The Netherlands Institute of Human Rights offers internationally oriented study programmes, conducts interdisciplinary research and organises a range of activities in the field of human rights.
Established in 1981 as a research support institute for a group of Dutch human rights NGOs, SIM has become integrated into Utrecht University over time. SIM was one of the founders of the Netherlands School of Human Rights Research and is the home of the Netherlands Quarterly of Human Rights. Famous human rights researchers have headed SIM since its creation, including Hans Thoolen, Manfred Nowak, Peter Baehr, Cees Flinterman and Jenny Goldschmidt. Antoine Buyse is SIM’s current director. With a rich tradition and a keen eye voor current and future developments in the field of human rights, SIM is a leading academic research institute and the home base of a vibrant, interdisciplinary and international group of researchers, lecturers, and PhD students.’
– See more at: http://sim.rebo.uu.nl/en/over-ons/#sthash.Klf2stYo.dpuf.
Posted in Comparative Constitutional Law, Democracy, Law and Religion, Religion and Politics, Whither Europe?
Tagged Christian heritage, citizenship, culture, europe, freedom of expression, freedom of religion, fundamental rights, hate speech, human rights, Muslims, neutrality, religions, religious pluralism, secularism, sex equality, state, terrorism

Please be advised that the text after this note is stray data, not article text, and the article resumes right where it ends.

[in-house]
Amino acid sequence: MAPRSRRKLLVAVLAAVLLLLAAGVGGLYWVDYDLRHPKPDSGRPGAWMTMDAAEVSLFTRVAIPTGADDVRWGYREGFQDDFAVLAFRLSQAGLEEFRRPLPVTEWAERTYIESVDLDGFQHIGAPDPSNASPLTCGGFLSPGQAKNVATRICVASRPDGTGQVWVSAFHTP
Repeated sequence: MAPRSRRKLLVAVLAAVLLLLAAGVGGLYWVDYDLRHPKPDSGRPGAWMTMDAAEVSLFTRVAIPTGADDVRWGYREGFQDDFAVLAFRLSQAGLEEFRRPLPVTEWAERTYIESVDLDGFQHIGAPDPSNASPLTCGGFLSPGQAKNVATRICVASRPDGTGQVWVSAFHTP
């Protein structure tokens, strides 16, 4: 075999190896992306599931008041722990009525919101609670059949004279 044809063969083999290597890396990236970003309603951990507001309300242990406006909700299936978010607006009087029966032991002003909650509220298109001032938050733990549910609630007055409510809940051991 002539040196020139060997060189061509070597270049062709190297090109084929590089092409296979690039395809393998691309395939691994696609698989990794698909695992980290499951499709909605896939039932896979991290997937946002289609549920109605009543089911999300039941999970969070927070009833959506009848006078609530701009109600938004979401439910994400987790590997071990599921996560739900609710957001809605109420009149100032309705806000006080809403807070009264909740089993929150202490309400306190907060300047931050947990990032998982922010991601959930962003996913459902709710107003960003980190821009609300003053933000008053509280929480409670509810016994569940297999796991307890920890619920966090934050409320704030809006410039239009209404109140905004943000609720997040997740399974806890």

From the ‘Welcome to St. George’s House’:
‘This event is hosted by St George’s House in association with the Center of Theological Inquiry, Princeton. Our aim is to bring together a distinguished group of public leaders and scholars from the United Kingdom, the Netherlands and the United States of America to foster a trans-Atlantic dialogue on vital questions.
Our theme is topical, complex and challenging. We shall examine, for example:
– whether religion should enjoy any acknowledged role in the public sphere in a modern, pluralist democracy, or be confined to private observance;
– the potential conflict between deep-rooted tradition, tolerance of multi-cultural diversity, and freedom of expression and practice;
– whether the concepts of neutrality and even-handedness have any meaning when the State – any State – needs ethical and moral underpinning for its public values.
Many other important questions will certainly arise in debate. You are attending, not a formal Conference, but a Conversation. As always at St George’s House, all are encouraged – irrespective of any public role or responsibility – to think and speak freely and imaginatively and to be open to new ideas, secure in the knowledge that confidentiality is guaranteed. I hope that original, stimulating and potentially influential insights will emerge – and that the historic and beautiful environment of Windsor Castle will exert on you its special magic and ensure lasting happy memories of your stay.
St. George’s House.’
For the full programme, see:
Posted in Comparative Constitutional Law, Democracy, Dutch Politics, Law and Religion, Religion and Politics, Whither Europe?
Tagged democracy, diversity, even-handedness, freedom of expression, multiculturalism, neutrality, public life, public values, religion, state, tolerance, trans-atlantic dialogue